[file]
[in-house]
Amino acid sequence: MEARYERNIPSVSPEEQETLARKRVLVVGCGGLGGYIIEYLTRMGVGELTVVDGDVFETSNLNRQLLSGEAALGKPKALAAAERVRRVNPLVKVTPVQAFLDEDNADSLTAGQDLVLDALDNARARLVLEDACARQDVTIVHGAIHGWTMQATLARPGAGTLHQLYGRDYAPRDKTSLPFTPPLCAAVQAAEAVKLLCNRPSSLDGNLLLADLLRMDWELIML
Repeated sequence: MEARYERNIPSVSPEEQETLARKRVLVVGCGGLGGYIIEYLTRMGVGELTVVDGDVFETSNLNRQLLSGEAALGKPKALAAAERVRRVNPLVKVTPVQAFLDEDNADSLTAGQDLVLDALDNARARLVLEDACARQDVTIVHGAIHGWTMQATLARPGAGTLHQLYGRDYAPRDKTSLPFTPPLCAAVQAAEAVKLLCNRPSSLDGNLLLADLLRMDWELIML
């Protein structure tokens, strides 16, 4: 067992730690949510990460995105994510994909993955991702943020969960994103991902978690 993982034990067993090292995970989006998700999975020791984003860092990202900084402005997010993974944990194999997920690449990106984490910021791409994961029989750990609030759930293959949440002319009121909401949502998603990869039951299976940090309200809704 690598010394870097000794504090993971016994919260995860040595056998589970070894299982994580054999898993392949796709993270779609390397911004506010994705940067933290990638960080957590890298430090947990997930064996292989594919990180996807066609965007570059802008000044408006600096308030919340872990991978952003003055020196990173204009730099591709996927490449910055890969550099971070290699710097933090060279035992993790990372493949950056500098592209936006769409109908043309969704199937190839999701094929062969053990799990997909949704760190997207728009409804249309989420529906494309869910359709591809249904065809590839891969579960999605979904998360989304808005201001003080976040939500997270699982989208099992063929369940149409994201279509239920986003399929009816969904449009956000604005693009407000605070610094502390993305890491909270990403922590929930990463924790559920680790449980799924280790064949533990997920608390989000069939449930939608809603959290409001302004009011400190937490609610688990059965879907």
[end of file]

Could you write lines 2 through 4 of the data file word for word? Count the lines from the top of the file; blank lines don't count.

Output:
Amino acid sequence: MEARYERNIPSVSPEEQETLARKRVLVVGCGGLGGYIIEYLTRMGVGELTVVDGDVFETSNLNRQLLSGEAALGKPKALAAAERVRRVNPLVKVTPVQAFLDEDNADSLTAGQDLVLDALDNARARLVLEDACARQDVTIVHGAIHGWTMQATLARPGAGTLHQLYGRDYAPRDKTSLPFTPPLCAAVQAAEAVKLLCNRPSSLDGNLLLADLLRMDWELIML
Repeated sequence: MEARYERNIPSVSPEEQETLARKRVLVVGCGGLGGYIIEYLTRMGVGELTVVDGDVFETSNLNRQLLSGEAALGKPKALAAAERVRRVNPLVKVTPVQAFLDEDNADSLTAGQDLVLDALDNARARLVLEDACARQDVTIVHGAIHGWTMQATLARPGAGTLHQLYGRDYAPRDKTSLPFTPPLCAAVQAAEAVKLLCNRPSSLDGNLLLADLLRMDWELIML
């Protein structure tokens, strides 16, 4: 067992730690949510990460995105994510994909993955991702943020969960994103991902978690 993982034990067993090292995970989006998700999975020791984003860092990202900084402005997010993974944990194999997920690449990106984490910021791409994961029989750990609030759930293959949440002319009121909401949502998603990869039951299976940090309200809704 690598010394870097000794504090993971016994919260995860040595056998589970070894299982994580054999898993392949796709993270779609390397911004506010994705940067933290990638960080957590890298430090947990997930064996292989594919990180996807066609965007570059802008000044408006600096308030919340872990991978952003003055020196990173204009730099591709996927490449910055890969550099971070290699710097933090060279035992993790990372493949950056500098592209936006769409109908043309969704199937190839999701094929062969053990799990997909949704760190997207728009409804249309989420529906494309869910359709591809249904065809590839891969579960999605979904998360989304808005201001003080976040939500997270699982989208099992063929369940149409994201279509239920986003399929009816969904449009956000604005693009407000605070610094502390993305890491909270990403922590929930990463924790559920680790449980799924280790064949533990997920608390989000069939449930939608809603959290409001302004009011400190937490609610688990059965879907």